SHOTGUN 8: dark maria
SHOTGUN 8: dark maria


Eloise Kirk

Shotgun 8: dark maria

Opening: 6pm, Friday 27 September 2019

Exhibition: 28 September – 27 October 2019

Location: Contemporary Art Tasmania
Through the use of erasure, fragmentation and collage Eloise Kirk constructs a sequence of symbolic arrangements. The artist collects, divides and then reassemble images and materials, pitting the precious against the precarious. The work is explicitly elemental, offering an aesthetic response to the interval between beauty and disaster, straddling the periphery of the romantic and the surreal.

Shotgun is presented by CAT, DETACHED and Mona.


Shotgun is an awarded opportunity that supports the advancement of selected Tasmanian artist/s through a customised and intensive program of high-level industry access, production assistance and critical engagement. The project began in 2010 as the outcome of a public private collaboration between Contemporary Art Tasmania and Detached Cultural Organisation and in 2017 it grew to include the Museum of Old and New Art.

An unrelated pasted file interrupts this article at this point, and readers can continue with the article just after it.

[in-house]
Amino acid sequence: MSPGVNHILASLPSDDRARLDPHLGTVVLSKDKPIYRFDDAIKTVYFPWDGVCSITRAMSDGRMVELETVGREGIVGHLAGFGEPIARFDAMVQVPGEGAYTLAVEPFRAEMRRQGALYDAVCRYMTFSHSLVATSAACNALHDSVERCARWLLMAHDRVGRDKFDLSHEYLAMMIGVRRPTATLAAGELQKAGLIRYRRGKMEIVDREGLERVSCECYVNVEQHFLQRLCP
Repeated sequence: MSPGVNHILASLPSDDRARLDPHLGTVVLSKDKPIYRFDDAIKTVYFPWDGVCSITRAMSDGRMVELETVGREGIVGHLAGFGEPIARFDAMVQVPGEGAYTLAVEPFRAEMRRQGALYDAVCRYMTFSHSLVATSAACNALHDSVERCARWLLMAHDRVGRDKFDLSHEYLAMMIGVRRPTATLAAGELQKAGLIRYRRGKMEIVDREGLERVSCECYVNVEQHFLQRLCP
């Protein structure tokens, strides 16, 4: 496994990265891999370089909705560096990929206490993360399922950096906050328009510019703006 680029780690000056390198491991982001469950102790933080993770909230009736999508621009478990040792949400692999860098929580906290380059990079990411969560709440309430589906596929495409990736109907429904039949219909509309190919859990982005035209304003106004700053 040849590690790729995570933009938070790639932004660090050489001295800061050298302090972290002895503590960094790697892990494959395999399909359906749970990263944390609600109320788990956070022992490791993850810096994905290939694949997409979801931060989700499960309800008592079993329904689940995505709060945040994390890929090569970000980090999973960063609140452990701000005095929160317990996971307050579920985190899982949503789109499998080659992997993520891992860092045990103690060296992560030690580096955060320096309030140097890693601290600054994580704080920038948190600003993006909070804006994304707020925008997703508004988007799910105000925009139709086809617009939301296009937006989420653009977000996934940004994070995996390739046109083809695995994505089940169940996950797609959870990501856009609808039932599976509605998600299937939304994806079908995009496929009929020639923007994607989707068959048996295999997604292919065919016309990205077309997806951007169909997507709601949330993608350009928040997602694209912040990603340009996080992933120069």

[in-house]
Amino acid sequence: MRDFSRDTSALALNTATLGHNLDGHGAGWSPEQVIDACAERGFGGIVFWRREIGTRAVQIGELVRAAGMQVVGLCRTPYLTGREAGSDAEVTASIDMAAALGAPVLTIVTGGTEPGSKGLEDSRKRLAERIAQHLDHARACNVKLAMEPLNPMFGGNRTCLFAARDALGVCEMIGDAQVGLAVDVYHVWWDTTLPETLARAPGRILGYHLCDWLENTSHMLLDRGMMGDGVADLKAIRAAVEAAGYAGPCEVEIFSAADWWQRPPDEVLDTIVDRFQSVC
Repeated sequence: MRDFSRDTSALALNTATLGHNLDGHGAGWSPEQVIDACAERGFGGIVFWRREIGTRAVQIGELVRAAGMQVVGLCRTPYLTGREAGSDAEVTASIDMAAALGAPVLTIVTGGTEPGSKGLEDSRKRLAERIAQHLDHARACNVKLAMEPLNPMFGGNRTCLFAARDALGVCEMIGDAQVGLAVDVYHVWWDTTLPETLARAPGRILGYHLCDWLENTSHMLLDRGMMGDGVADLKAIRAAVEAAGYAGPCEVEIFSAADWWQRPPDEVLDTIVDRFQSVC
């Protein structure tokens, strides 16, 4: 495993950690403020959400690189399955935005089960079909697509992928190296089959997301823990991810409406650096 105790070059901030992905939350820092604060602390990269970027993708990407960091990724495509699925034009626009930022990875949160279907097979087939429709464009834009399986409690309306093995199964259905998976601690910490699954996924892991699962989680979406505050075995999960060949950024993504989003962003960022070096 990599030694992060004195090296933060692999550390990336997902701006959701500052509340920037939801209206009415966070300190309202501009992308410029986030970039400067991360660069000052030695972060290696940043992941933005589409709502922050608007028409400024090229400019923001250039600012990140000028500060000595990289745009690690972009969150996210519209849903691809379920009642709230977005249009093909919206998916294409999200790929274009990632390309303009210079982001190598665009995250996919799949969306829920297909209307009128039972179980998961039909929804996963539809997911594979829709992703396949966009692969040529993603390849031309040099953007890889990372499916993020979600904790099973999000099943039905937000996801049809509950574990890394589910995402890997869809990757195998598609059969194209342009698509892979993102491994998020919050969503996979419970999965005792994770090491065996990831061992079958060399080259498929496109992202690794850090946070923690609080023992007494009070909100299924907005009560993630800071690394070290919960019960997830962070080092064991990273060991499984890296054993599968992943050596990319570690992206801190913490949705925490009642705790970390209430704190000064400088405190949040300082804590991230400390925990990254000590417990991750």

During the Shotgun 8 program Eloise Kirk worked closely with artists Sally Smart and Lucy Bleach. Kirk also spent time with: gallerist, Daine Singer; curator, Craig Judd; artist, Alex Pittendrigh; woodwork instructor, Chris Bush; and lighting and technical design, Jason James. Shotgun curatorium: Jarrod Rawlins, Michael Bugelli, Kylie Johnson and Michael Edwards. Shotgun 8 has been supported by commissioned texts by Lucy Bleach and Daine Singer.


While Kirk’s landscapes have always been constructed fantasies, dark maria brings explicitly built structures into her practice. Each of her large plaster-clad sculptures have open backs and fissures through which their empty interiors and ply construction is revealed. These sculptures are an odd hybrid of built and natural forms, with lumpy geological fronts applied to structural supports. ”

Diane Singer – catalogue essay excerpt


“The works hold a delicate, architectonic occupation of space. They are simultaneously rock/architecture/body and their presence bids the viewer to enter their space, to use their own body to move around and through, in order to navigate the terrain of the work, tentatively, instinctively, encouraging a corporeal engagement.”
Lucy Bleach – catalogue essay excerpt


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